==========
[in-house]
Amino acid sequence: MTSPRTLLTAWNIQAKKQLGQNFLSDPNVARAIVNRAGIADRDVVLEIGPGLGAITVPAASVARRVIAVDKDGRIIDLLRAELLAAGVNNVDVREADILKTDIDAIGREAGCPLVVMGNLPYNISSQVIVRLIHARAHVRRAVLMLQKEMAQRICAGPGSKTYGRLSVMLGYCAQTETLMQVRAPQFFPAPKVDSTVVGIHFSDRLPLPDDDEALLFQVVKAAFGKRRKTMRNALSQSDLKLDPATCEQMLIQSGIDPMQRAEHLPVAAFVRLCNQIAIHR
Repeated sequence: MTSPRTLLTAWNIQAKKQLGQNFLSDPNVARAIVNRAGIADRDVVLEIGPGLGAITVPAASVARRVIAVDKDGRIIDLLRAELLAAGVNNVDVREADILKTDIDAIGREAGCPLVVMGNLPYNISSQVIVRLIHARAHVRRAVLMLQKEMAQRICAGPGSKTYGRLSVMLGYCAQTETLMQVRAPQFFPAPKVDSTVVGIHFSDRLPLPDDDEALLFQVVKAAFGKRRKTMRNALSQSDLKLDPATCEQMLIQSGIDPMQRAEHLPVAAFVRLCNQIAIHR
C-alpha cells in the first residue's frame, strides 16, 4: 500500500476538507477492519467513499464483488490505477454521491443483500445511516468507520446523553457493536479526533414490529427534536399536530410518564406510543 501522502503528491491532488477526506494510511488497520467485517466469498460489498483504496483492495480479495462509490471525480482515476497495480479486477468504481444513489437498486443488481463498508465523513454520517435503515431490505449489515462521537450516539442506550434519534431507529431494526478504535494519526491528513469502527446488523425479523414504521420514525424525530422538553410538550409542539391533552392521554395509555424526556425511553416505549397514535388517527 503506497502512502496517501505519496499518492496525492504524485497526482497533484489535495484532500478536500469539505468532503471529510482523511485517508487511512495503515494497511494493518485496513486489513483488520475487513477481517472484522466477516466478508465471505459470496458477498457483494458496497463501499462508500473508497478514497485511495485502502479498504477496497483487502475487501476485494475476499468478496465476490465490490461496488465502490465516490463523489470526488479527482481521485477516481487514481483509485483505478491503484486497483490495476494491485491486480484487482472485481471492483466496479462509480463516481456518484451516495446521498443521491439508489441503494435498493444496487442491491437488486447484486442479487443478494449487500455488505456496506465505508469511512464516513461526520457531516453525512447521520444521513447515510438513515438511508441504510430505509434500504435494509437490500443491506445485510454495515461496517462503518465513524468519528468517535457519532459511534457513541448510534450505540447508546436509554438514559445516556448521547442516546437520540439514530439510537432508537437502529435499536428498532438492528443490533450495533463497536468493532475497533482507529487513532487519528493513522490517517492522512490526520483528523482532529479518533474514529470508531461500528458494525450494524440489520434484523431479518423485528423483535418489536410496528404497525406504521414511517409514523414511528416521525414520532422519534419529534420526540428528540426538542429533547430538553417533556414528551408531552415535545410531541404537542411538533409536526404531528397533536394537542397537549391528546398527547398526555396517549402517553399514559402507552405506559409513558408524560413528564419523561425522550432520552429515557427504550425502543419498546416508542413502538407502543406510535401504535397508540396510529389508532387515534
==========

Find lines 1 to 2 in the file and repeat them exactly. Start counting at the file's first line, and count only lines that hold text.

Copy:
[in-house]
Amino acid sequence: MTSPRTLLTAWNIQAKKQLGQNFLSDPNVARAIVNRAGIADRDVVLEIGPGLGAITVPAASVARRVIAVDKDGRIIDLLRAELLAAGVNNVDVREADILKTDIDAIGREAGCPLVVMGNLPYNISSQVIVRLIHARAHVRRAVLMLQKEMAQRICAGPGSKTYGRLSVMLGYCAQTETLMQVRAPQFFPAPKVDSTVVGIHFSDRLPLPDDDEALLFQVVKAAFGKRRKTMRNALSQSDLKLDPATCEQMLIQSGIDPMQRAEHLPVAAFVRLCNQIAIHR